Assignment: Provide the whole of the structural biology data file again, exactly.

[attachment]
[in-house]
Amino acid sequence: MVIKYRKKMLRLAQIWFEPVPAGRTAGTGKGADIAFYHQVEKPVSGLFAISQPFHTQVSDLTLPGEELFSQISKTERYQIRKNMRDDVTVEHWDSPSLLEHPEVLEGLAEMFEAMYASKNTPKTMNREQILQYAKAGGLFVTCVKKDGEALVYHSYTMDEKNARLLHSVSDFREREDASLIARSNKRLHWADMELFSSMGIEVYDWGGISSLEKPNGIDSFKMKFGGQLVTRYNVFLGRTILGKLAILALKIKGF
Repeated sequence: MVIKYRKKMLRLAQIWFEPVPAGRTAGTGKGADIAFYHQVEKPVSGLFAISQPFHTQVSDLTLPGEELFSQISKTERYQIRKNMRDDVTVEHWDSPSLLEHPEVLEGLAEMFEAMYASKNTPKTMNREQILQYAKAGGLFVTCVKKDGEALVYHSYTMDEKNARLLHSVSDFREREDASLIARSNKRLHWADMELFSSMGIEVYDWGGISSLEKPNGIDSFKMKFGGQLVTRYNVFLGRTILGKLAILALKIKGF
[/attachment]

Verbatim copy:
[in-house]
Amino acid sequence: MVIKYRKKMLRLAQIWFEPVPAGRTAGTGKGADIAFYHQVEKPVSGLFAISQPFHTQVSDLTLPGEELFSQISKTERYQIRKNMRDDVTVEHWDSPSLLEHPEVLEGLAEMFEAMYASKNTPKTMNREQILQYAKAGGLFVTCVKKDGEALVYHSYTMDEKNARLLHSVSDFREREDASLIARSNKRLHWADMELFSSMGIEVYDWGGISSLEKPNGIDSFKMKFGGQLVTRYNVFLGRTILGKLAILALKIKGF
Repeated sequence: MVIKYRKKMLRLAQIWFEPVPAGRTAGTGKGADIAFYHQVEKPVSGLFAISQPFHTQVSDLTLPGEELFSQISKTERYQIRKNMRDDVTVEHWDSPSLLEHPEVLEGLAEMFEAMYASKNTPKTMNREQILQYAKAGGLFVTCVKKDGEALVYHSYTMDEKNARLLHSVSDFREREDASLIARSNKRLHWADMELFSSMGIEVYDWGGISSLEKPNGIDSFKMKFGGQLVTRYNVFLGRTILGKLAILALKIKGF